• Crank or cam timing sensor(s) (consistent with the fact it works on short trips, these tend to fail only when hot)
  • valve, rings, or other compression problem.

Which you test first is up to you. I’d be inclined to test the compression first.


#6

If a compression test shows a fault in No. 2 then you need to revisit the compression test and determine if it’s related to the valves.
There’s a possibility that it could be related to tight valve lash and the reason it occurs after running for a while is due to heat related metal expansion which could then be holding the valve open a little.


#7

hes already replaced alot of those parts and if it was a wiring issue it probably wouldnt be fine for the first 30 miles then act up the same every time. im not saying its not that i would just assume its something mechanical that heats up consistently. however i did have a car that had a connector on the firewall that seemed to act up every time it got warm so then again i wouldnt rule out anything


#8

Like ok4550 says, a misadjusted valve can work OK for a few minutes until the engine heats up, then metal expansion causes the valve to stop seating correctly, losing compression in the cylinder and causing misfire/loss of power.

A compression test may be a pain to do on this cylinder, but if you don’t do one you won’t be able to rule out one possible cause of your problem. And you’ll need to do the compression test when the engine is hot/misfiring.


#9

Check the vacuum lines. They can cause it too.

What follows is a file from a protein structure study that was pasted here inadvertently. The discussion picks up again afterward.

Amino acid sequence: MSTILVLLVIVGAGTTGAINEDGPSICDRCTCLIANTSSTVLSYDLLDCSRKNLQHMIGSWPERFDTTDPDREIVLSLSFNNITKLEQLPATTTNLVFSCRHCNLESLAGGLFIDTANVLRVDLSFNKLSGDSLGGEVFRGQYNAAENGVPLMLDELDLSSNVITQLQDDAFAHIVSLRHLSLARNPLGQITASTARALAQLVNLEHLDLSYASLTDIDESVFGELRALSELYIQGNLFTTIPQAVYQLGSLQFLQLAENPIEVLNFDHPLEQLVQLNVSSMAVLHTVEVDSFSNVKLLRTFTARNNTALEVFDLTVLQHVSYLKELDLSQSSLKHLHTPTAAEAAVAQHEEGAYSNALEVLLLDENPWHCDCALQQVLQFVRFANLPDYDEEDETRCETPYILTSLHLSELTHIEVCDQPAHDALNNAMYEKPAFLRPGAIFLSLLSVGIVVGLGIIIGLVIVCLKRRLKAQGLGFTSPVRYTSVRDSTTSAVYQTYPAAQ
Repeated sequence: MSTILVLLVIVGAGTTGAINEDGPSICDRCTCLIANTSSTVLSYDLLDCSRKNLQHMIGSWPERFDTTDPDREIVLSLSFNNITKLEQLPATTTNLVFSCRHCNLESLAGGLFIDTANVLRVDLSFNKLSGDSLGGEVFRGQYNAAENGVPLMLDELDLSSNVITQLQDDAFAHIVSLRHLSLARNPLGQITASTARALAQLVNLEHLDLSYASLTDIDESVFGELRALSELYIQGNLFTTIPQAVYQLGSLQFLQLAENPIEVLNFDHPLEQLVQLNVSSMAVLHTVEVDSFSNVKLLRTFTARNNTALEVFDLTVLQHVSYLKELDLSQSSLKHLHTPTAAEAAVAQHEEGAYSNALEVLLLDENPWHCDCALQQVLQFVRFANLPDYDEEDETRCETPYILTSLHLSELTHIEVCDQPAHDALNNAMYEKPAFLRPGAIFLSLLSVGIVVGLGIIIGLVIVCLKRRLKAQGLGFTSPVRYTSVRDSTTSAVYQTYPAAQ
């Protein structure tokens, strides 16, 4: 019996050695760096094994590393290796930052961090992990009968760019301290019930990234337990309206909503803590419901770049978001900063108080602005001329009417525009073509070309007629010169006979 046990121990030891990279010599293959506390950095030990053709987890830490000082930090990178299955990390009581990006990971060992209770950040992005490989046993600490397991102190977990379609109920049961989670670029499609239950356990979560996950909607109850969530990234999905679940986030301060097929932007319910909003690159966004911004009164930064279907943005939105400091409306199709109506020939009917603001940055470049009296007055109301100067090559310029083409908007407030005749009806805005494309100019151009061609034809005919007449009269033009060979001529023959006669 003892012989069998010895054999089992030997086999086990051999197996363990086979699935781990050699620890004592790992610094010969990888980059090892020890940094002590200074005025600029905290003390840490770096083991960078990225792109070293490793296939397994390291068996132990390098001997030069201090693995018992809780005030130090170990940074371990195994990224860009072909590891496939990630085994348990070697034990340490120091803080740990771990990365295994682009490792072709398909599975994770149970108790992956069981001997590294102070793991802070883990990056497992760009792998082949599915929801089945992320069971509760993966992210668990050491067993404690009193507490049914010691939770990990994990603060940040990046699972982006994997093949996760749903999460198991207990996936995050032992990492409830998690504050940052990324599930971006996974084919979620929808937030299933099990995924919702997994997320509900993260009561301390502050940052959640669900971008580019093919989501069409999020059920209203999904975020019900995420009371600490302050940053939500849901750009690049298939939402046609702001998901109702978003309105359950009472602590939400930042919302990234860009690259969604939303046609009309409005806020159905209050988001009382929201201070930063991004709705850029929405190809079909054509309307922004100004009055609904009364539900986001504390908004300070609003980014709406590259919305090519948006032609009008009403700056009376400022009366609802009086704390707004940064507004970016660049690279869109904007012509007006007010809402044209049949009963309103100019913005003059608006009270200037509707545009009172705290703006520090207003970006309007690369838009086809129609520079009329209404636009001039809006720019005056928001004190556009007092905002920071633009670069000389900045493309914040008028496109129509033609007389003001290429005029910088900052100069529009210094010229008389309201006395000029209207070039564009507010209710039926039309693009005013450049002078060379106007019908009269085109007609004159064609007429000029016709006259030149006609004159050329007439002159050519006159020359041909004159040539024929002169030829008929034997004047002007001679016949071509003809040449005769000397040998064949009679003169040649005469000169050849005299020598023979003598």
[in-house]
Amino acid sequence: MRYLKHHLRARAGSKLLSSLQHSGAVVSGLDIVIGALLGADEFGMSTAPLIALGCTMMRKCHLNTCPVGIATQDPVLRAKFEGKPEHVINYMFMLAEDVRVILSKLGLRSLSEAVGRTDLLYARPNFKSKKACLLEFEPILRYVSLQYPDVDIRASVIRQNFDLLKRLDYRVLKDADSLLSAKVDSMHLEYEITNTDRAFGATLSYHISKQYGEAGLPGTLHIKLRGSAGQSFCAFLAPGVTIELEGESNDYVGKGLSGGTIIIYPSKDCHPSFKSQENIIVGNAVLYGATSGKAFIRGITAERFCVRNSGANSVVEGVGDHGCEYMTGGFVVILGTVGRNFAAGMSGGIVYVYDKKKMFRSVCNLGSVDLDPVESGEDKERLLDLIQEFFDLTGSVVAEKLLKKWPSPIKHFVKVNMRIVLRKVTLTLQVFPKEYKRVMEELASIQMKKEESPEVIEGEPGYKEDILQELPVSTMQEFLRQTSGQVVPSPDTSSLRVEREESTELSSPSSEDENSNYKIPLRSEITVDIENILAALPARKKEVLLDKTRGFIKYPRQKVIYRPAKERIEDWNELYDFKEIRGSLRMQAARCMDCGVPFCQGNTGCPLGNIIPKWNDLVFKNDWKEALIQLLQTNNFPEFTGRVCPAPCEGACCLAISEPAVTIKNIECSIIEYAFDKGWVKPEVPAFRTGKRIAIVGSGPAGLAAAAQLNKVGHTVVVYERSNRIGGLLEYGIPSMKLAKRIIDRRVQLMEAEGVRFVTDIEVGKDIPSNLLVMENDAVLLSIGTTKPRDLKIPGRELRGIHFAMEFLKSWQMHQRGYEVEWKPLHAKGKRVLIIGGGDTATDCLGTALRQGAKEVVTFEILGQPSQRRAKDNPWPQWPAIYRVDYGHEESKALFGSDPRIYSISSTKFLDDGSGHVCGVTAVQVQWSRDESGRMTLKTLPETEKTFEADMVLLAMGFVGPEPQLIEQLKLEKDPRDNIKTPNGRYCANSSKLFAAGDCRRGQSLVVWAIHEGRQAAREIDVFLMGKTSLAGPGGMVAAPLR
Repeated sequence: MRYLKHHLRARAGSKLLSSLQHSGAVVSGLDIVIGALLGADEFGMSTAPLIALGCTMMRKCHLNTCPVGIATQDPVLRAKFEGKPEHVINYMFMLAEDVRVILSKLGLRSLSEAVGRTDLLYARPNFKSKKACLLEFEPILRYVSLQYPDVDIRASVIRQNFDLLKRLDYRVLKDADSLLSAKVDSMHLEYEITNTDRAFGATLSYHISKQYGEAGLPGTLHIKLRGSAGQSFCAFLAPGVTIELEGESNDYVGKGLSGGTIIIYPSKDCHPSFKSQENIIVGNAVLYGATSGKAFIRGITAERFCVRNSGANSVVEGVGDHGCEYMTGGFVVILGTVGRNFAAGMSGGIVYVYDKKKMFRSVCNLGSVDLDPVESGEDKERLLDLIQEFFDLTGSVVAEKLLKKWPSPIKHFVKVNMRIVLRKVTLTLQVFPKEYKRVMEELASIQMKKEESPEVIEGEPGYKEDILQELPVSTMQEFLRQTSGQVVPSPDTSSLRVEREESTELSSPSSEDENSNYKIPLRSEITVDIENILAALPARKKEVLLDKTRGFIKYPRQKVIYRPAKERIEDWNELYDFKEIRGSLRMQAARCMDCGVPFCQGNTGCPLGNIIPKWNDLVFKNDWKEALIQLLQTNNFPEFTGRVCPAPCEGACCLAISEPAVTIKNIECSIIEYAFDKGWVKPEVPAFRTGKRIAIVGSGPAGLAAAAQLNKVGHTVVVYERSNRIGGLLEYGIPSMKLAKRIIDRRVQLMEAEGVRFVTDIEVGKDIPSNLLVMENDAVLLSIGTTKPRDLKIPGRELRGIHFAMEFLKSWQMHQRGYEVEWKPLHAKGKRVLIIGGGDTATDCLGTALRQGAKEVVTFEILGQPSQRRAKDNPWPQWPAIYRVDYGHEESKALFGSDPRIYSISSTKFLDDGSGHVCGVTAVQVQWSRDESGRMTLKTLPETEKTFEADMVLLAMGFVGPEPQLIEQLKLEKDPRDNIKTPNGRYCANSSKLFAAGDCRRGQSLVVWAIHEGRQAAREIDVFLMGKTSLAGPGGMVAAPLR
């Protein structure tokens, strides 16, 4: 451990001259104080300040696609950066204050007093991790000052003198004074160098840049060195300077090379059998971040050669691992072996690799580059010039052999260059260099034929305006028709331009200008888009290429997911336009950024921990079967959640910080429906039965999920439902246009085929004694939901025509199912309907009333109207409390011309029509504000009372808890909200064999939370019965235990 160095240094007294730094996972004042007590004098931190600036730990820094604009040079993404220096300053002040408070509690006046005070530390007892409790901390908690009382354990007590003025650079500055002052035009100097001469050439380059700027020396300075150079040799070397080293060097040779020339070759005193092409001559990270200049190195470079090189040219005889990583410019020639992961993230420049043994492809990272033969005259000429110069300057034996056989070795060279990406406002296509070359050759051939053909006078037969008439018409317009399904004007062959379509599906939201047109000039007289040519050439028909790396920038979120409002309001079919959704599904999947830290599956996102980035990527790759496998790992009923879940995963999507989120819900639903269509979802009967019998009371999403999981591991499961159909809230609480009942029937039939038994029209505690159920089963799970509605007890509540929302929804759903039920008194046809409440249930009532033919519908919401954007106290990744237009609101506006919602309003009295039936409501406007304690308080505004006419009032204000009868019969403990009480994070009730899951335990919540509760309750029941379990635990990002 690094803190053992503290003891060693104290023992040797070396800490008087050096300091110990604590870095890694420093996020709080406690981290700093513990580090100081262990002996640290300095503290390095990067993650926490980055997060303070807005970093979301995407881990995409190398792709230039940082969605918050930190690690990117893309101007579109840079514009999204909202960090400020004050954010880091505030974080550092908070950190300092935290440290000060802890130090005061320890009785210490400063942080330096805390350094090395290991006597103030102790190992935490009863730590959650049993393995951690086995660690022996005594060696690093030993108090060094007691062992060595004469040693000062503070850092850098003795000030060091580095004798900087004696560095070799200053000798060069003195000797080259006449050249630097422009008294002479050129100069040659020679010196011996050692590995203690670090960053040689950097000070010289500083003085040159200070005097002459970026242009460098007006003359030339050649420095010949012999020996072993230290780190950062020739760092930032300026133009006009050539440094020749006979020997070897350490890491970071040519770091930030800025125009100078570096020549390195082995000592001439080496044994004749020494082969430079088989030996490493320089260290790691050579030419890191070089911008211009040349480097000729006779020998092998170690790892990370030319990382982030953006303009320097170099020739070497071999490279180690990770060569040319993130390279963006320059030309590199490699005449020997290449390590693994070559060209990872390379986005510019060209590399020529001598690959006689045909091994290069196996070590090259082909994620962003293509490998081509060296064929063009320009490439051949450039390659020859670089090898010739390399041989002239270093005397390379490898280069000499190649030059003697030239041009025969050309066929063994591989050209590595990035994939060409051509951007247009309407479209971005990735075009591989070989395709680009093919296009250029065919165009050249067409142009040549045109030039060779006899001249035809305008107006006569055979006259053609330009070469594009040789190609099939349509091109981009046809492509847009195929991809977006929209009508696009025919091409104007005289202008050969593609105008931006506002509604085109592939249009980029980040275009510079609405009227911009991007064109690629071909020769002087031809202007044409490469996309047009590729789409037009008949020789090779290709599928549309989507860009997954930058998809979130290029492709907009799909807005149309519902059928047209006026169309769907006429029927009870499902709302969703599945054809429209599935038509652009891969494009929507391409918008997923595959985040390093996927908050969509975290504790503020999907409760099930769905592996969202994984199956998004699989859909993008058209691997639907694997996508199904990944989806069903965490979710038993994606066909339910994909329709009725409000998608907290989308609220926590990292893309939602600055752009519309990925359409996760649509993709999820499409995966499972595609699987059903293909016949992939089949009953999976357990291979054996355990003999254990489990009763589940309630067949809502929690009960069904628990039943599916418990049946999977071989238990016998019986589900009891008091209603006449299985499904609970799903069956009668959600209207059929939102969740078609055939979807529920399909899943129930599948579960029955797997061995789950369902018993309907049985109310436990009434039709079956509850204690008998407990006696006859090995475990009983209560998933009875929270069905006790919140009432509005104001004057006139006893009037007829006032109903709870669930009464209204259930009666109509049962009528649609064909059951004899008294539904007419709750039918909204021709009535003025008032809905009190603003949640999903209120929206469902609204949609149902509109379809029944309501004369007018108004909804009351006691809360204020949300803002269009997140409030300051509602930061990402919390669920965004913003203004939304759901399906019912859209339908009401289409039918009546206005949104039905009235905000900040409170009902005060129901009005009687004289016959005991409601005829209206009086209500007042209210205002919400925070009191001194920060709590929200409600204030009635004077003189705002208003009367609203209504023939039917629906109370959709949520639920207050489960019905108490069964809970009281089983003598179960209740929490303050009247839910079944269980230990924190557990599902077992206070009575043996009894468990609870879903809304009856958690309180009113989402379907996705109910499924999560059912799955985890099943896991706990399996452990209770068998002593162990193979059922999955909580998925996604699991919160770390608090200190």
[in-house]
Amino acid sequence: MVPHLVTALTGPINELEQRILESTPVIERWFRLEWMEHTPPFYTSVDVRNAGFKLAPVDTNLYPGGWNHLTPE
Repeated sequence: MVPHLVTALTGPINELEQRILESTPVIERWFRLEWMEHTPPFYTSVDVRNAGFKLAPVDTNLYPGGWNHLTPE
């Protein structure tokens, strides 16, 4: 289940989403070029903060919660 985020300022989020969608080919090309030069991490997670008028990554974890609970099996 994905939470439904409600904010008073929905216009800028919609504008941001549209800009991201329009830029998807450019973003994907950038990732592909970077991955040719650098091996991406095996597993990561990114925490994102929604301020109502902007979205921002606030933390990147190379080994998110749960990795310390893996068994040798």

#10

Thank you very much!! I will do a compression test as soon as I get a chance and keep this discussion updated. If anymore ideas pop up, just keep posting. I am willing to try anything at this point.


#11

Something you could do before going into a compression test is to run a vacuum test. Vacuum gauges are cheap, easy to use, and can tell you a lot about what’s going on with an engine once you learn to read the needle. New gauges will come with a sheet showing what symptoms may be causing certain readings.

A vacuum gauge is simply plugged into a vacuum source from the intake manifold. Readings will vary based on engine condition, altitude, barometric pressure, and so on but generally a gauge will show about 17-21 inches of vacuum at idle. The needle should always remain rock steady at an idle and only move when the throttle is blipped.

It’s something to consider before wrestling difficult to access spark plugs. Personally, I consider a vacuum gauge an invaluable and “must have” tool. It’s not the answer to every problem (no tool is) but it’s a great starting point.


#12

So Before I could do the compression test, My wife drove my car and ran it out of fuel. After that, it hesitates and misfires once you start the car. I’m starting to think it might be a fuel delivery problem. Any thoughts or should I do the vacuum and compression test still?


#13

If she ran it out of fuel the fuel filter and fuel pump be bad. Fuel pumps use gas for lube and without it they can eat themselves alive.